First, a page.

Essential Part 107 Preflight Checklist

For today’s post, I will be providing a sample Part 107 preflight checklist, and explaining what information should be captured in it. In my dealings with the FAA (admittedly only manned aircraft), they really like to see that procedures are followed. What better way to do that than go through the process of collecting a specific set of data before each flight? Is it a hassle sometimes, yes? But remember, if you are operating commercially, you are held to a set of standards just like manned aircraft pilots. It is in everybody’s best interest to be as safe as possible. This checklist is meant to be not for any one type of small UAS. It covers mainly the regulatory aspects of the flight. You should develop your own maintenance checklist for your aircraft that you can follow before each flight.

Here are the three main areas that the checklist contains:

  1. Flight Information
  • Flight Type – What is the purpose of the flight?
  • Crew information – This is just meant to record the official crew members of the flight. It is also important for the Remote PIC to have his or her license available during each flight when operating in a commercial capacity.

It should be noted that other than takeoff and landing times, all of this information can be recorded before the flight commences, thereby saving time once you arrive at the site.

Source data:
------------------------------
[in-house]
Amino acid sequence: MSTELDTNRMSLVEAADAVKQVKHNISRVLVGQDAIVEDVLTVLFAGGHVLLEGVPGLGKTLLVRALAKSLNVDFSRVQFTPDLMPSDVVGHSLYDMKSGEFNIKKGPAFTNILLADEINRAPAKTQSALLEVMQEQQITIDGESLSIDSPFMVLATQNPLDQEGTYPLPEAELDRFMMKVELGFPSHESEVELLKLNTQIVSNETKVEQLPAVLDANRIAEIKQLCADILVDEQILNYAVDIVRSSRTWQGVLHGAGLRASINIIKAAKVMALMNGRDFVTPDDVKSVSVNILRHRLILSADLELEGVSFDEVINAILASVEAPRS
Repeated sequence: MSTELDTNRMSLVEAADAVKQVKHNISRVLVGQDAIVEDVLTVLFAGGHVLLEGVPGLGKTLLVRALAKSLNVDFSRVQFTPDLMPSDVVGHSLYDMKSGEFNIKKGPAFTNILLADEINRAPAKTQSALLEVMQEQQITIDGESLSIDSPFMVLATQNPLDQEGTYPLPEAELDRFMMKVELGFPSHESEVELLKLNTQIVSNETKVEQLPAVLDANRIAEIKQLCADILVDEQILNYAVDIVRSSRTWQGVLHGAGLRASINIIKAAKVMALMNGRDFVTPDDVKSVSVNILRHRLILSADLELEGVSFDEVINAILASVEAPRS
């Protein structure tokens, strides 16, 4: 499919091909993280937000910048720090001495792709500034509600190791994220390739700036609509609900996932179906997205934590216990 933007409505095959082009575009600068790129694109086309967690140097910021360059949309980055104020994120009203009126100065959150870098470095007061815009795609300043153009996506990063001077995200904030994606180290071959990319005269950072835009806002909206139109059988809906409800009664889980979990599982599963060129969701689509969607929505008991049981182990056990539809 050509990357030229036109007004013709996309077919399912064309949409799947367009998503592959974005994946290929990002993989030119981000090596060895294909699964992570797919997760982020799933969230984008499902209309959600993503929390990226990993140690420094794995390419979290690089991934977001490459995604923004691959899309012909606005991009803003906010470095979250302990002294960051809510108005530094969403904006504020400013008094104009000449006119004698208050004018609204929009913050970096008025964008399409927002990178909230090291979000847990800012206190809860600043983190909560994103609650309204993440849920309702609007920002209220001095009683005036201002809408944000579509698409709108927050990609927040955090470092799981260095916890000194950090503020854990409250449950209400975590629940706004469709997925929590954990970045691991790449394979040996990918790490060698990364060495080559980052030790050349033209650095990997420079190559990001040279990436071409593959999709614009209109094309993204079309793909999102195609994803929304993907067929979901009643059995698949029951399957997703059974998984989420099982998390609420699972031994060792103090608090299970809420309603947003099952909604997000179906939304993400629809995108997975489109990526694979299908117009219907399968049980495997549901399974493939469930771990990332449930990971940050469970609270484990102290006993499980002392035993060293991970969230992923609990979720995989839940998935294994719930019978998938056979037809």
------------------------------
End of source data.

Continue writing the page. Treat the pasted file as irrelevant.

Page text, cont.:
2.  Weather and NOTAMS

  • Proximity to nearest important – This is very important. It makes you aware of the nearest concentration of aircraft to your job site, as well as letting you identify what airfield to check for your METAR information and NOTAMS
  • Airspace class – I cannot stress enough how important it is for you to check the airspace class of your proposed site of operation. Before you even get in your vehicle to drive to the site, you must make sure that you are operating in CLASS G AIRSPACE ONLY. Otherwise, you are operating illegally, unless you have received an airspace waiver from the FAA for the operation.

Obviously, you cannot check weather and NOTAMS too far in advance of the flight, but you can verify your airspace far in advance of the flight.

3.  Small UAS Information

  • Aircraft information – This simply describes the type of sUAS that you are operating. It should be noted that your FAA registration number must be displayed somewhere on your aircraft that is easily visible.
  • Insurance policy – Some states are requiring that a drone operator must have proof of insurance before commencing operations. Probably a good idea to keep it on hand.


Okay, that’s all I have for today. The checklist is attached below. If you have any ideas of anything that needs to be changed, please let me know and I will update it. See you next time!